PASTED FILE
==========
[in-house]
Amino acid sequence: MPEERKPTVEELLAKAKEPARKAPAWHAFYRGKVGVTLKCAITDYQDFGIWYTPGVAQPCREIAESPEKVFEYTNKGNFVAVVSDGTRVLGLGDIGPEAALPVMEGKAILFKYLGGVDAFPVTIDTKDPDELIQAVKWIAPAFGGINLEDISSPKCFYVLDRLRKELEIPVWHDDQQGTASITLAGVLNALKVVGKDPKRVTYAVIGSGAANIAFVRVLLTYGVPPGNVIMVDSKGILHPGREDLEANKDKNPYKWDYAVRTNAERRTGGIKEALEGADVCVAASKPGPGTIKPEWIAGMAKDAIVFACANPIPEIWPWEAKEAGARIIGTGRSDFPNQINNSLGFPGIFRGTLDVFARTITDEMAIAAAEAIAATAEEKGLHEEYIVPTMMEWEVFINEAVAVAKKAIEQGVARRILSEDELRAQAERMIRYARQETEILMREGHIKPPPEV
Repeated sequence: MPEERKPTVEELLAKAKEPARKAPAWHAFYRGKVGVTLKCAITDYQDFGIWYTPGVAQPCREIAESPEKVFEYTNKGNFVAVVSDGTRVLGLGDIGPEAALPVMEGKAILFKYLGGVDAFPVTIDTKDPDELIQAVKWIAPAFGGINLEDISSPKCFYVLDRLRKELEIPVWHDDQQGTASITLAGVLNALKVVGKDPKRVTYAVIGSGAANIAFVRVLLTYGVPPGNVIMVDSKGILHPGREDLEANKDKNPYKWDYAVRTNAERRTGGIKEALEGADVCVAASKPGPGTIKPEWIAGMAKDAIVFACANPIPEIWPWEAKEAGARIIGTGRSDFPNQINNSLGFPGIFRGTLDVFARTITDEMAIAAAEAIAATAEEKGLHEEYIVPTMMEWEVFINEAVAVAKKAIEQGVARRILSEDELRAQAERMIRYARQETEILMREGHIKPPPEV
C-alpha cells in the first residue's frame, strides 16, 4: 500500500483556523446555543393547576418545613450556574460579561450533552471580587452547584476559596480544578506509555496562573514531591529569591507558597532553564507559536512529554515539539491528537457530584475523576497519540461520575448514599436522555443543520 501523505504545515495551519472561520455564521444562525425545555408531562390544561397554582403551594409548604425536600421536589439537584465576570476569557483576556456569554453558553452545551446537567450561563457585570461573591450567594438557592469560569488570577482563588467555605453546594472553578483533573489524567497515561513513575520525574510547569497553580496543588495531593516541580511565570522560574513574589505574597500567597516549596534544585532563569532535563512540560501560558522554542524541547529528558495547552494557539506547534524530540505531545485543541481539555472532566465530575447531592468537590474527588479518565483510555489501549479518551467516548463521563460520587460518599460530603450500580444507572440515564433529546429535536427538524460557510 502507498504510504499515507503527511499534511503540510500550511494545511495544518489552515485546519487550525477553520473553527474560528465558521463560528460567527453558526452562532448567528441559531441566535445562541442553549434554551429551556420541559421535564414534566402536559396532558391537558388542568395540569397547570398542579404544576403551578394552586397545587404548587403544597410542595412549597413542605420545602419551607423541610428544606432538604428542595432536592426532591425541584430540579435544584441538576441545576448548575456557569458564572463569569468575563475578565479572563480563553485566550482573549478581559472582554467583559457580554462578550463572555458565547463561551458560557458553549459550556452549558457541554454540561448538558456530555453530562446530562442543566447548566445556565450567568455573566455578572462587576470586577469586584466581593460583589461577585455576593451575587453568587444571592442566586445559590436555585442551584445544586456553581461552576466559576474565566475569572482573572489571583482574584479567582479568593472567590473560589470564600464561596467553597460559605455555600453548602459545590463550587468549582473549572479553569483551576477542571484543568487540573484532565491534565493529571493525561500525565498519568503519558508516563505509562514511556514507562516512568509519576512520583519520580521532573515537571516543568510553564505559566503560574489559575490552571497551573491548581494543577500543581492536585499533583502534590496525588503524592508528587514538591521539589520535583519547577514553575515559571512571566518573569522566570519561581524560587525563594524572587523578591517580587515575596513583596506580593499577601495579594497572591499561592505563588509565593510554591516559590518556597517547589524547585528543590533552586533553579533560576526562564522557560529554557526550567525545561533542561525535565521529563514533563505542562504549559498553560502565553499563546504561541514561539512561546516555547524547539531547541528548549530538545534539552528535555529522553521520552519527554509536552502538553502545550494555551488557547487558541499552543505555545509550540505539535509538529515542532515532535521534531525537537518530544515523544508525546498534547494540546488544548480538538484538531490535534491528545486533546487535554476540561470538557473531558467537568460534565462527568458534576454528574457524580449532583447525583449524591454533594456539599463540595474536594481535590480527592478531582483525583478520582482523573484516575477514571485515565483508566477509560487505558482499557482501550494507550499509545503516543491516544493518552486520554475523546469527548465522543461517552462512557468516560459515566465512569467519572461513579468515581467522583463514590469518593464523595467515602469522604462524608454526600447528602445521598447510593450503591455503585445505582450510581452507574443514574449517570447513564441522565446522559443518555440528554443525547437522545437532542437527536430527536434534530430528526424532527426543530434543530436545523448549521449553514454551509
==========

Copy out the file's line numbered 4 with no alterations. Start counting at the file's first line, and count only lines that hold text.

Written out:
C-alpha cells in the first residue's frame, strides 16, 4: 500500500483556523446555543393547576418545613450556574460579561450533552471580587452547584476559596480544578506509555496562573514531591529569591507558597532553564507559536512529554515539539491528537457530584475523576497519540461520575448514599436522555443543520 501523505504545515495551519472561520455564521444562525425545555408531562390544561397554582403551594409548604425536600421536589439537584465576570476569557483576556456569554453558553452545551446537567450561563457585570461573591450567594438557592469560569488570577482563588467555605453546594472553578483533573489524567497515561513513575520525574510547569497553580496543588495531593516541580511565570522560574513574589505574597500567597516549596534544585532563569532535563512540560501560558522554542524541547529528558495547552494557539506547534524530540505531545485543541481539555472532566465530575447531592468537590474527588479518565483510555489501549479518551467516548463521563460520587460518599460530603450500580444507572440515564433529546429535536427538524460557510 502507498504510504499515507503527511499534511503540510500550511494545511495544518489552515485546519487550525477553520473553527474560528465558521463560528460567527453558526452562532448567528441559531441566535445562541442553549434554551429551556420541559421535564414534566402536559396532558391537558388542568395540569397547570398542579404544576403551578394552586397545587404548587403544597410542595412549597413542605420545602419551607423541610428544606432538604428542595432536592426532591425541584430540579435544584441538576441545576448548575456557569458564572463569569468575563475578565479572563480563553485566550482573549478581559472582554467583559457580554462578550463572555458565547463561551458560557458553549459550556452549558457541554454540561448538558456530555453530562446530562442543566447548566445556565450567568455573566455578572462587576470586577469586584466581593460583589461577585455576593451575587453568587444571592442566586445559590436555585442551584445544586456553581461552576466559576474565566475569572482573572489571583482574584479567582479568593472567590473560589470564600464561596467553597460559605455555600453548602459545590463550587468549582473549572479553569483551576477542571484543568487540573484532565491534565493529571493525561500525565498519568503519558508516563505509562514511556514507562516512568509519576512520583519520580521532573515537571516543568510553564505559566503560574489559575490552571497551573491548581494543577500543581492536585499533583502534590496525588503524592508528587514538591521539589520535583519547577514553575515559571512571566518573569522566570519561581524560587525563594524572587523578591517580587515575596513583596506580593499577601495579594497572591499561592505563588509565593510554591516559590518556597517547589524547585528543590533552586533553579533560576526562564522557560529554557526550567525545561533542561525535565521529563514533563505542562504549559498553560502565553499563546504561541514561539512561546516555547524547539531547541528548549530538545534539552528535555529522553521520552519527554509536552502538553502545550494555551488557547487558541499552543505555545509550540505539535509538529515542532515532535521534531525537537518530544515523544508525546498534547494540546488544548480538538484538531490535534491528545486533546487535554476540561470538557473531558467537568460534565462527568458534576454528574457524580449532583447525583449524591454533594456539599463540595474536594481535590480527592478531582483525583478520582482523573484516575477514571485515565483508566477509560487505558482499557482501550494507550499509545503516543491516544493518552486520554475523546469527548465522543461517552462512557468516560459515566465512569467519572461513579468515581467522583463514590469518593464523595467515602469522604462524608454526600447528602445521598447510593450503591455503585445505582450510581452507574443514574449517570447513564441522565446522559443518555440528554443525547437522545437532542437527536430527536434534530430528526424532527426543530434543530436545523448549521449553514454551509